A European Court of Justice brought a “welcome relief” for the Pension Protection Fund, as the lifeboat will only have to pay higher benefits if the individual is living at risk of poverty following the demise of their employer.
Pension experts have argued there is a very low chance of this judgment impacting the PPF, as the PPF pays out benefits in full up to a £36,000 cap for non-pensioners, and the Eurostat threshold for poverty in the UK is set at about £10,230 per year.
The case, Pensions-Sicherungs-Verein VVaG v Günther Bauer, centred on Gunther Bauer, a former worker of a now defunct German company who argued that he should have been given full employees' pension entitlements under the EU Insolvency Directive.
But the ECJ stated that “member states have considerable latitude in determining both the means and the level of protection of employees’ accrued entitlement to old-age benefits,” and that this “provision cannot therefore be interpreted as requiring a full guarantee of the rights in question”.
The judgment made reference to the Hampshire case, handed down in September 2018, which determined that PPF members should not receive less than 50 per cent of their entitled benefits in the event of the insolvency of their employer.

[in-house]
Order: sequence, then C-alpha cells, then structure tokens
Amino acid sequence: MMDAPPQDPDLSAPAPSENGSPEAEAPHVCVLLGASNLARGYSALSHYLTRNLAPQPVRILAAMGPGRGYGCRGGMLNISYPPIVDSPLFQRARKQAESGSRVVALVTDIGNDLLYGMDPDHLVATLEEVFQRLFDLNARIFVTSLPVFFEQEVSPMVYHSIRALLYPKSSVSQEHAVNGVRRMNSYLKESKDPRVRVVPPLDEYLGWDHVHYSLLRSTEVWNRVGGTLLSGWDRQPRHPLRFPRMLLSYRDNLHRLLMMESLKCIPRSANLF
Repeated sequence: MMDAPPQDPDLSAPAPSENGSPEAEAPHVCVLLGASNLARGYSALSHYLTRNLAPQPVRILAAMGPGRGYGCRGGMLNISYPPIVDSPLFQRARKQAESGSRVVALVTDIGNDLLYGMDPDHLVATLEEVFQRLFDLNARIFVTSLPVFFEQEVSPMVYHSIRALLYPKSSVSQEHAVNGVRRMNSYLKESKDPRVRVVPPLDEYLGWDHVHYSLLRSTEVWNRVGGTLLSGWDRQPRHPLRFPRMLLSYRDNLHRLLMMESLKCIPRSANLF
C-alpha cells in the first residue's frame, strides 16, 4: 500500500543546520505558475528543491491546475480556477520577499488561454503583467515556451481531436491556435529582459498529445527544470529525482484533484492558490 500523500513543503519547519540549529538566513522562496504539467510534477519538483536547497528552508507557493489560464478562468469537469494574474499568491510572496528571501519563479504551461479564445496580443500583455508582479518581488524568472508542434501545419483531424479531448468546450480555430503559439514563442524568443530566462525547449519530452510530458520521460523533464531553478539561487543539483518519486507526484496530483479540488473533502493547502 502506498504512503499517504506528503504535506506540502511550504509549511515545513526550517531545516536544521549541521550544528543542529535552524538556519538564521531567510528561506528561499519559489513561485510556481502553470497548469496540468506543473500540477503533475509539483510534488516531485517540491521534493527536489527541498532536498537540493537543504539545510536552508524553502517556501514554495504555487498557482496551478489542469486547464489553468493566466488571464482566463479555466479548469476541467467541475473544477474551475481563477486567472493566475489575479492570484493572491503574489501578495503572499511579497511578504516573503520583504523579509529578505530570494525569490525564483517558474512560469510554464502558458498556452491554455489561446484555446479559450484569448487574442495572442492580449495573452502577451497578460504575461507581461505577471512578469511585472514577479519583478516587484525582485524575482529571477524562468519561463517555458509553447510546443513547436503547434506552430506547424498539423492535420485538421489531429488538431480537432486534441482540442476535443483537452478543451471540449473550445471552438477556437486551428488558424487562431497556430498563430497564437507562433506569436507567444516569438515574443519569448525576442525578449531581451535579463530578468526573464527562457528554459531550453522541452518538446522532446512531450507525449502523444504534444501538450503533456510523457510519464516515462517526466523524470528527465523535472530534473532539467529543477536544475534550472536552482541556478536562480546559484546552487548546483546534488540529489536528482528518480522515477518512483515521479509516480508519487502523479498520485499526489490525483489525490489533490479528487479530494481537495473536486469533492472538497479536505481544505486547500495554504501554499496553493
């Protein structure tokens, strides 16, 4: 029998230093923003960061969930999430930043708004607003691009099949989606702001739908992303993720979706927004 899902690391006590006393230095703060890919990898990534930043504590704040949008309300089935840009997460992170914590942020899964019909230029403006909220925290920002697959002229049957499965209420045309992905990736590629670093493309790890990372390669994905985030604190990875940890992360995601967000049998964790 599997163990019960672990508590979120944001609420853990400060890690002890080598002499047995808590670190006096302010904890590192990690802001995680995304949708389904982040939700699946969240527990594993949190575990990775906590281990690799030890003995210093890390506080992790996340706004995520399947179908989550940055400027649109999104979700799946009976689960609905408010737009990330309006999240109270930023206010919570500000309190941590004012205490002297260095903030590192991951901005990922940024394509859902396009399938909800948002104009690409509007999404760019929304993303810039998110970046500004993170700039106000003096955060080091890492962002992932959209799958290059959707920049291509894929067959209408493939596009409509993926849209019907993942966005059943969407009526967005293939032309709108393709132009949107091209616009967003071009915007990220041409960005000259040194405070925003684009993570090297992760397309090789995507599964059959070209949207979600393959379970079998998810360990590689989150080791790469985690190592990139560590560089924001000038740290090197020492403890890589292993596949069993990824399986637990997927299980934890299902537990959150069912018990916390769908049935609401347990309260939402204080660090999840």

However, the ECJ judges stated if this means the individual has to live below the at-risk-of-poverty threshold determined by Eurostat then the reduction of their benefits must be regarded as being "manifestly disproportionate" and a higher rate might apply.
The judgment contradicted the opinion of ECJ’s advocate general Gerard Hogan delivered in June, which stated that lifeboats should pay full benefits in the case of a defined benefit scheme sponsor going bust.
Mr Hogan had argued that member states should provide full employees’ pension entitlements when following the EU Insolvency Directive. Under this rule, member states need to protect the interests of workers in the event of the insolvency of the employer.
A PPF spokesperson said: “We note ECJ has issued its judgment in the case of PSV v Gunther Bauer.
“This is a complex judgment and we are considering it with the department for Work and Pensions. We will make a further statement in due course.”
According to Stephen Scholefield, partner at law firm Pinsent Masons, the judgment “will be a welcome relief for the PPF, for levy payers and for those looking to get consolidators off the ground – whose business models may otherwise have been threatened”.
He said: “It confirms that the PPF need not provide full benefits, but adds further gloss to the ’50 per cent minimum’ compensation requirement previously confirmed by the Hampshire judgment.”
David Everett, partner and head of pensions research at consultancy LCP, said “it is pleasing to see the judges take a sensible approach in this case”.
“No doubt there will be plenty who have been watching this case unfold with interest, and who will have welcomed today’s decision – rejecting the key aspect of the earlier advocate general’s opinion – as in keeping with the fundamental aims of the Insolvency Directive.”